30 Days Wild is a campaign run by The Wildlife Trusts to encourage lots of people outdoors doing something ‘wild’ every day for the month of June.
I took part last year and really enjoyed trying to come with something different everyday. Some of the things I did included, chasing rainbows, going to the beach, wild swimming, having breakfast in the garden, walking in the rain, making a nature table, planting seeds, climbing a hill, going on a guide walk with an expert, following a trail, badger watching (obviously), butterfly spotting and a day at the science fair.
This year I already have some things planned, some of which will be the same as last year, other days will be totally new.
Day one – Going on a bike ride.
A couple of days ago I took some photos of a weasel going backwards and forwards across the road, each time with a small rodent in its mouth. This morning we rode our bikes up to the same spot to see if the weasel was there again.
Unfortunately it wasn’t. This is one of the photos from Monday.
Weasels are part of the mustelid family and are the UK’s smallest carnivore. They eat small rodents and sometimes eggs and birds. This one must have a good source of food because I saw it five different times with prey.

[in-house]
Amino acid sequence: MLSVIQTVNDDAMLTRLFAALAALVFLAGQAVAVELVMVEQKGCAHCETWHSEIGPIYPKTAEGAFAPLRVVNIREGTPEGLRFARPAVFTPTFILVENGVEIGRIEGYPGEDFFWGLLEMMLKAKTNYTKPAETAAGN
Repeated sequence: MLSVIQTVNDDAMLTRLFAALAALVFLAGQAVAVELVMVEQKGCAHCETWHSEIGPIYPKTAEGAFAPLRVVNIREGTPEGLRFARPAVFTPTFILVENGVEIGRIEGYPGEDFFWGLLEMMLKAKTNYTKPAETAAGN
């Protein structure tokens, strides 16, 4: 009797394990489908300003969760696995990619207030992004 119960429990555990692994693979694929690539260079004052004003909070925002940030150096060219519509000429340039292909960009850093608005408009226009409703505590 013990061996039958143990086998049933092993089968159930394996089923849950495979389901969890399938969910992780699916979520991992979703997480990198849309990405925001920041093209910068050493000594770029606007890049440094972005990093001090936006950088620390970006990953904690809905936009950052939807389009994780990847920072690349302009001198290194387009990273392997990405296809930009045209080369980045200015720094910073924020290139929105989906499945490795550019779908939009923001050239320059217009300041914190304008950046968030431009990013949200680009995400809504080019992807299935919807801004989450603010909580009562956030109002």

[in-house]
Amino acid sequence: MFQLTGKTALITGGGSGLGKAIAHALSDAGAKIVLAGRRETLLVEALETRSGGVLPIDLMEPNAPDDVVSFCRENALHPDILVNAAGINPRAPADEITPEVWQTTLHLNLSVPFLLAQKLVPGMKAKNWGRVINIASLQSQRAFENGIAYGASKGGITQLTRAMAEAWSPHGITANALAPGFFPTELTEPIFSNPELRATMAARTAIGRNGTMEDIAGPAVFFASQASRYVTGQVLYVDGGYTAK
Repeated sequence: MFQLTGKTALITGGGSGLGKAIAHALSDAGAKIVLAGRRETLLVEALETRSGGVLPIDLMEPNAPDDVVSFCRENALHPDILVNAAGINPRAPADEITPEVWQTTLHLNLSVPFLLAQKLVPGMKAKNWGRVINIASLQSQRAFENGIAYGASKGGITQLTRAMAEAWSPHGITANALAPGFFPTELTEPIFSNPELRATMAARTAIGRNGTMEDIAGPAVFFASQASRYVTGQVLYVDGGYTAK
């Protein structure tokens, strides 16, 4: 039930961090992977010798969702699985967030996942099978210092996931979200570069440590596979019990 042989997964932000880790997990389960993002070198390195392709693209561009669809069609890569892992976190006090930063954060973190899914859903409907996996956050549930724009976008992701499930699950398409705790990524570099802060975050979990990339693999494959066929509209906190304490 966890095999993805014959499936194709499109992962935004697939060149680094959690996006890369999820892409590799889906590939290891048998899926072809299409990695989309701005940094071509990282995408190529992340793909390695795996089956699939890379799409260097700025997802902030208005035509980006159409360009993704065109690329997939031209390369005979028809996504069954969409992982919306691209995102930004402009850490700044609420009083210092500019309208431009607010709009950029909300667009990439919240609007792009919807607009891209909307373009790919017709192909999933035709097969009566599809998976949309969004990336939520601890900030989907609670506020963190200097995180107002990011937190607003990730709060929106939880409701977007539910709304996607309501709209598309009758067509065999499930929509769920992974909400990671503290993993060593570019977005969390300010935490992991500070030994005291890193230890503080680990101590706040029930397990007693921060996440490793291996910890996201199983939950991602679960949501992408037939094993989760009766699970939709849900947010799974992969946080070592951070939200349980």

As we cycled up the road there were lots of birds going to and from the hedges on either side, bringing invertebrates back into the nest to feed their young.
Where it had rain heavily in the night all the hawthorn blossom lay on the road like snow. The smell hung in the air, pungent and sweet, but also musty and earthy after the rain.
The grass verges are full of wildflowers, which I think is going to be another one of my 30 days Wild, to take photos of them.
By the bus stop we watched a very scruffy looking Great tit taking food in to a gap in the tiles on the bus stop roof. Great tits will lay between 7 to 9 eggs, sometimes up to 15. The Great tit looks like it has been working hard.
I think this is a White throat, we watched it taking food in to a bramble and hawthorn hedge.
Amongst all the bickering Rooks, Crows and Jackdaws on the farm, a Hare was calmly grazing.